Prior to the beginning of the project, you should always make a complete assessment of the skill requirements for the project. Subsequently, you should get resource profiles to verify the extent to which the project participants have the necessary skills. Once the skill gaps have been identified from the skill profiles, you should organize suitable training prior to the start of the project.
Early identification of project management environmental bottlenecks
One of the most common reasons for IT project management delays is because of environmental bottlenecks. These include factors such as non-availability of test regions or table spaces during systems integration testing.
Prior to the start of the project, it is vital to analyze each phase and come up with all the environmental bottlenecks in each phase (requirements, design, testing, and coding). Different types of bottlenecks originate from different phases. Consider for instance, a lack of tablespaces for databases during systems integration testing. All these bottlenecks should be sorted out before the project starts.
Build escalation matrices
Once all possible bottlenecks have been encountered for the project, build and update escalation matrices. An escalation matrix lists the scale of a problem and the standard process to be adopted when any issue is encountered. Escalation matrices typically are multilevel.
For each issue type, first- , second-, and third-level escalation contacts will have to be provided. For example, consider that in one particular environment, “server not available” is a commonly encountered problem. So, in such a scenario, you will need to list the steps to be taken when this issue is encountered and the contacts to be reached out to.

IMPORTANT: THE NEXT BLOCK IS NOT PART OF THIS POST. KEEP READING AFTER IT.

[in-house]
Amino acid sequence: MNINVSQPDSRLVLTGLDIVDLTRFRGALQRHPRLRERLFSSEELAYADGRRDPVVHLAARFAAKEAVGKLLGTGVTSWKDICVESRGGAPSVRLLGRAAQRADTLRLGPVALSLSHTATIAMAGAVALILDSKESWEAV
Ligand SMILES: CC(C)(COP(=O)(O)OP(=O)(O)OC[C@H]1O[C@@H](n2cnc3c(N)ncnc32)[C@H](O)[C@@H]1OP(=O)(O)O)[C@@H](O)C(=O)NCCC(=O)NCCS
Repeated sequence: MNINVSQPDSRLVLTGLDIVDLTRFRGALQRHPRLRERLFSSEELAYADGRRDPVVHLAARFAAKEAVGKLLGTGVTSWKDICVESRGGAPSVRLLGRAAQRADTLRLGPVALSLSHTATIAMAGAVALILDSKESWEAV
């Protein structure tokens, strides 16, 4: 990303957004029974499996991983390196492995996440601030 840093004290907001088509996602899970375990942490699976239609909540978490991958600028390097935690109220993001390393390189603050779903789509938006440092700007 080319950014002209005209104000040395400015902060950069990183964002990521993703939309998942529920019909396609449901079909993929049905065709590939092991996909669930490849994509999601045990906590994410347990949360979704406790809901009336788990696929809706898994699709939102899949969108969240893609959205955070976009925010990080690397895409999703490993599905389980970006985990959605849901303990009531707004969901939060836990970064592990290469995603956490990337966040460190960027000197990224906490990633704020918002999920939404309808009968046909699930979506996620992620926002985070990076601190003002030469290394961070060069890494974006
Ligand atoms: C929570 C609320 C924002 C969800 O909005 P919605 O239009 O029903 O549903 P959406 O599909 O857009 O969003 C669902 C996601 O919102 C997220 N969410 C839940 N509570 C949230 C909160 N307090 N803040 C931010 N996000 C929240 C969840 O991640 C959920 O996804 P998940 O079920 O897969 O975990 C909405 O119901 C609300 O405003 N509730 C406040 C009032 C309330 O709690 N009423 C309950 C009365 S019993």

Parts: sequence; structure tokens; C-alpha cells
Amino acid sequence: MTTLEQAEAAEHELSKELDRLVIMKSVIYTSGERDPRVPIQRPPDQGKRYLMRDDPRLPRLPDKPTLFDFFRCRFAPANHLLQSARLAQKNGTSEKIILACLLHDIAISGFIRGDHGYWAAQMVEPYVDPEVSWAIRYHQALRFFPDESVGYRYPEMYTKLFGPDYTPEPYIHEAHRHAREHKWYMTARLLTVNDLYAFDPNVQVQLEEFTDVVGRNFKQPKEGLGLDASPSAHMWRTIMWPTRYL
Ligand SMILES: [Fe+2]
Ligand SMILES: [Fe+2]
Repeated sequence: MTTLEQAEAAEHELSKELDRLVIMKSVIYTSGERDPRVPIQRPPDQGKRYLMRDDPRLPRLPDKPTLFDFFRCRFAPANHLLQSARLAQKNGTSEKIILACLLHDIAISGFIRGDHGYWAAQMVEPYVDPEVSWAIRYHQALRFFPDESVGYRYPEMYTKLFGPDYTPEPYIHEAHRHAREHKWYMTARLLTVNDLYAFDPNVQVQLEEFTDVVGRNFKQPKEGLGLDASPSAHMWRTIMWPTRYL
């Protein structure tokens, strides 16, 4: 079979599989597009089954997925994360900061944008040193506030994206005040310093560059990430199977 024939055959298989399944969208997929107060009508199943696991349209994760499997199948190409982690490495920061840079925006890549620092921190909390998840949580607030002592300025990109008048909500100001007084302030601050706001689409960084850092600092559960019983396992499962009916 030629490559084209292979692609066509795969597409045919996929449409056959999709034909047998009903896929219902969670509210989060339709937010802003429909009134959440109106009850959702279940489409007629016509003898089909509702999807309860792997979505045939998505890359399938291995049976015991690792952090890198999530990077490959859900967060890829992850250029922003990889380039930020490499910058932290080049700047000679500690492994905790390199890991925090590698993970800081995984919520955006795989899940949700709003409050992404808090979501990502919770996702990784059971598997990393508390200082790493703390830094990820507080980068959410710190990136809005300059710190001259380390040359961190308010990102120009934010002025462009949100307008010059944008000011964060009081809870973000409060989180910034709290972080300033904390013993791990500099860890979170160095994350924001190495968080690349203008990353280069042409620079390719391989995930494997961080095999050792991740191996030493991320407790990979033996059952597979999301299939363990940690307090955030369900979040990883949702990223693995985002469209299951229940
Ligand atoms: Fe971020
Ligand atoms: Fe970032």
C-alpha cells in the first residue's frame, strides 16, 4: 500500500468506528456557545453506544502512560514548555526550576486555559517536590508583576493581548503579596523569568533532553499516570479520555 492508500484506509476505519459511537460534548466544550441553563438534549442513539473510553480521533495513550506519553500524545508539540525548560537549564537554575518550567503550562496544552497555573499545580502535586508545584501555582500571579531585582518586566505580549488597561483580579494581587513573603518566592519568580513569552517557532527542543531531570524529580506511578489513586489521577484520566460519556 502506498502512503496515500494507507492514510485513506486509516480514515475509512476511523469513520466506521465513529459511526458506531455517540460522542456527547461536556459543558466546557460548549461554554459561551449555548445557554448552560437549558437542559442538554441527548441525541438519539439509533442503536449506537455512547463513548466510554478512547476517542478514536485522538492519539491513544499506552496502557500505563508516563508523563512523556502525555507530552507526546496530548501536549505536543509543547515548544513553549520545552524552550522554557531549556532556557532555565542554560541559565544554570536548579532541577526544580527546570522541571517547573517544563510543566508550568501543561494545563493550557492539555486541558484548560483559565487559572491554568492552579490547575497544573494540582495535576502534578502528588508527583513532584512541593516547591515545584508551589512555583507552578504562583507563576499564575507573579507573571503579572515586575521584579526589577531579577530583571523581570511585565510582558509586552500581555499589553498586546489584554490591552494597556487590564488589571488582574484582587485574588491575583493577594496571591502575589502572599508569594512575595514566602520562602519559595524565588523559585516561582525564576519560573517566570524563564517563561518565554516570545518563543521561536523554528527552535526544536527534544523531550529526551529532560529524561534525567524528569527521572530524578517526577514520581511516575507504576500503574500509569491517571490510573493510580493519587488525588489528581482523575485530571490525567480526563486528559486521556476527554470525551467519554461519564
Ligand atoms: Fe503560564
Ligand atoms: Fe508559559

Top quality infrastructure
It is essential that your team is provided with amazing infrastructure. There are several things that fall under the umbrella of infrastructure.
- Physical infrastructure including tables, chairs, phones, and computers.
- Software infrastructure encompassing software installations needed, specific software, and operating systems.
- Other needs such as transport, electricity, food, network connectivity, and power backups.
Infrastructure makes up the most fundamental requirement for any IT project. Infrastructural needs are to be taken care of as the top priority. It is generally a prudent idea to create a complete list of infrasructure needs before the start of a project.
Rational team structuring
Balanced team structuring is one element of project management that is unappreciated by many managers. It is, nevertheless, critical. Consider these two different scenarios:
- A 25-member team has one project manager and 24 people reporting to the PM. The 24 members are a mixed set including project leads, technical architects, technical leads, developers, and QA testers.
- In the second team structure, you have the same 25-member team. But the team has been organized in such a manner that you have four leads reporting to the project manager. The QA testers, technical leads, and developers report at second level to the PM via the leads. The architects report directly to the PM.
If you consider the structure that is most likely to give you a chance of on budget, on-time delivery, it would be the second structure. The reason for that is that the second structure is more optimized with a balanced spread of reporting.